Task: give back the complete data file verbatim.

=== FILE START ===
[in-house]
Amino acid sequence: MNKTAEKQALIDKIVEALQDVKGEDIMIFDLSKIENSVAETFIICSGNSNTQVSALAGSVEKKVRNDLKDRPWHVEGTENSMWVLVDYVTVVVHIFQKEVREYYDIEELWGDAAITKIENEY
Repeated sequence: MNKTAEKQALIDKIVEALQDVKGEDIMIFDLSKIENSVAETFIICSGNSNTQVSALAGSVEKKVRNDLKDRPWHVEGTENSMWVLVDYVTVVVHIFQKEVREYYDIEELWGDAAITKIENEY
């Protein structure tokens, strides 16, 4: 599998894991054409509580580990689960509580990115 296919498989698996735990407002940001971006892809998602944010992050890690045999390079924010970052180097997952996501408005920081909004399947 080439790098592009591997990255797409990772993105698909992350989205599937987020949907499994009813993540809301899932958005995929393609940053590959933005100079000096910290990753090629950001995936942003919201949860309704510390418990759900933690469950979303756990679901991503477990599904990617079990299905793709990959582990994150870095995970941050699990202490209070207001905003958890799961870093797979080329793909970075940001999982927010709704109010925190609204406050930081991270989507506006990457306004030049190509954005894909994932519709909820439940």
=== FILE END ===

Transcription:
[in-house]
Amino acid sequence: MNKTAEKQALIDKIVEALQDVKGEDIMIFDLSKIENSVAETFIICSGNSNTQVSALAGSVEKKVRNDLKDRPWHVEGTENSMWVLVDYVTVVVHIFQKEVREYYDIEELWGDAAITKIENEY
Repeated sequence: MNKTAEKQALIDKIVEALQDVKGEDIMIFDLSKIENSVAETFIICSGNSNTQVSALAGSVEKKVRNDLKDRPWHVEGTENSMWVLVDYVTVVVHIFQKEVREYYDIEELWGDAAITKIENEY
């Protein structure tokens, strides 16, 4: 599998894991054409509580580990689960509580990115 296919498989698996735990407002940001971006892809998602944010992050890690045999390079924010970052180097997952996501408005920081909004399947 080439790098592009591997990255797409990772993105698909992350989205599937987020949907499994009813993540809301899932958005995929393609940053590959933005100079000096910290990753090629950001995936942003919201949860309704510390418990759900933690469950979303756990679901991503477990599904990617079990299905793709990959582990994150870095995970941050699990202490209070207001905003958890799961870093797979080329793909970075940001999982927010709704109010925190609204406050930081991270989507506006990457306004030049190509954005894909994932519709909820439940």